The choice of SESD type and chemistry must be related to the energy/power density required for the chosen application. Recent work has identified different targets with different balances of properties (Nguyen et al., 2021). Very often, in particular applications, the implementation of SESDs will be associated with other system savings, thus the required performance, and potential benefit, is very context dependent. More accessible gains can be accessed by developing secondary systems (e.g. aircraft cabin flooring) with more modest energy and power density demands. Here, the best outcomes may be achieved using alternative chemistries; for example, avoiding the fire risk and encapsulation challenges of LIBs, by using aqueous polymeric pseudocapacitors. More ambitious goals (e.g. full aircraft electrification) will require dramatic improvements in specific performance; SESDs may be one of the few approaches that can deliver the high effective energy densities required, because the structural functionality may allow much of the device mass to be discounted (Carlstedt and Asp, 2020).

The quest for high energy density structural EDLCs requires CFs to be modified to improve charge storage. Fiber etching to increase surface area typically reduces mechanical strength in fibers, although modest activation of fiber surfaces has been demonstrated without degradation (Shirshova et al., 2014; Snyder et al., 2015). The addition of carbon-based nanomaterials on the fiber or laminate surface can enhance electrochemical surface areas as well as interfacial properties (Anthony et al., 2018; Senokos et al., 2020). Adding nanostructured carbon throughout the multifunctional electrode matrix maximizes the utilization of the available volume (Qian et al., 2013b); however, it is important not to add excess material, as the effective structural fiber volume fraction is then reduced.

Most of the work on structural pseudocapacitors has coated the structural carbon with conductive polymers or metal oxides; usually resulting in a significant decrease in mechanical performance of the composites, although appropriate nanostructuring of the interface may resolve these issues. Transition metal chalcogenides (VS2, CuS, CoE2, NiS2, NiSe2), rare-earth metal sulfides (La2S3 and Sm2S3), and layer-structured chalcogenides (MoS2 and SnSe) have been previously proposed as attractive electrode materials for flexible devices due their ability to host redox reactions and the tunable gap between the layers that can intercalate ions from the electrolyte (Palchoudhury et al., 2019). MXenes, 2D transition metal carbides and nitrides, have also shown promising results in flexible supercapacitors (Zhao et al., 2015; Yan et al., 2017; Zhang et al., 2017; Couly et al., 2018; Zheng et al., 2019), in both aqueous and ionic liquid electrolytes. Both transition metal (di) chalcogenides and MXenes could be extended to SESDs. To minimize the effect of modulating the primary fiber-matrix interfaces, and maximize the active volume, these species can be incorporated within a multifunctional matrix material, throughout the structural electrode; electrical conductivity can be supplemented by carbon nanomaterials or a continuous carbon aerogel network (Qian et al., 2013b), if required. In this case, the primary CFs may simply act as structural current collector. The contribution of the structural matrix will be limited by the available matrix volume fraction. Increasing the matrix volume fraction will not generally be attractive as the primary structural fiber volume fraction will fall, significantly degrading structural performance.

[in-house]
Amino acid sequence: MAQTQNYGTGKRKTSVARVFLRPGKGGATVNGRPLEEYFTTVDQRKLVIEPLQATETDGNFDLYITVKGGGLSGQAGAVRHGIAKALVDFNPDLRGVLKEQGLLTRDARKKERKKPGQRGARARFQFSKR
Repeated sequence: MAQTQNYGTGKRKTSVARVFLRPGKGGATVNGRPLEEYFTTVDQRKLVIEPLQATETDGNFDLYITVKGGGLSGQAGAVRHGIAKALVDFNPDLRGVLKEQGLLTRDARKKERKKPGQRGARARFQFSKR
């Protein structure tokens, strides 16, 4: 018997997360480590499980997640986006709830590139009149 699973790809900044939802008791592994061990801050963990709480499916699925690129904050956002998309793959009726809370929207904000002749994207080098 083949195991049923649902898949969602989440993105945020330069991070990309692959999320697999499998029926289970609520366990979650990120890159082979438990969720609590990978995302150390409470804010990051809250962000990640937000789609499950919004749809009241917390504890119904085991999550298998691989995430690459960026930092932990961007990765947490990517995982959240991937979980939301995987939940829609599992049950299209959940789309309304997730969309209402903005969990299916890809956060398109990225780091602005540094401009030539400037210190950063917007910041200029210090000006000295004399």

Most of the studies on structural LIBs used CFs as anodes, but many aspects, including dendrite formation and crack nucleation during the lithiation/delithiation cycles, have yet to be deeply addressed (Danzi et al., 2021). Interfacial adhesion between CFs and the structural electrolyte will be vital for the mechanical and electrochemical properties of SESDs; thus operando and modelling studies are needed to analyze the inherent behaviors, particularly over multiple cycles. The problem is even more complex where additional coatings of high-capacity materials are applied, although nanoscale texture can assist load transfer (Qian et al., 2008; Qian et al., 2010; Mikhalchan and Vilatela, 2019). The electrochemical performance of existing CFs has been enhanced by, for example, decorating them with different metal oxides (e.g. NiO, SnO2, ZnO, ZnCo2O4) (Han et al., 2019; Han et al., 2020a; Han et al., 2020b; Han et al., 2020c). All these composites exhibited enhanced Li storage performance. However, no mechanical studies were performed; since the electrochemical testing was performed with a conventional, rather than multifunctional electrolyte, their suitability for SESDs is not yet clear. Computational studies have proposed Co3O4 as structural anode (Hu et al., 2021); experimental testing is yet to be performed. Most of high-capacity anode materials, including Co3O4 and silicon, exhibit low cycling stability, due to volume expansion during Li insertion/extraction. In general, the main challenge for these high energy density insertion anodes, whether designed at either fiber or laminate level, may remain how to accommodate volume changes during cycling within a structural composite material.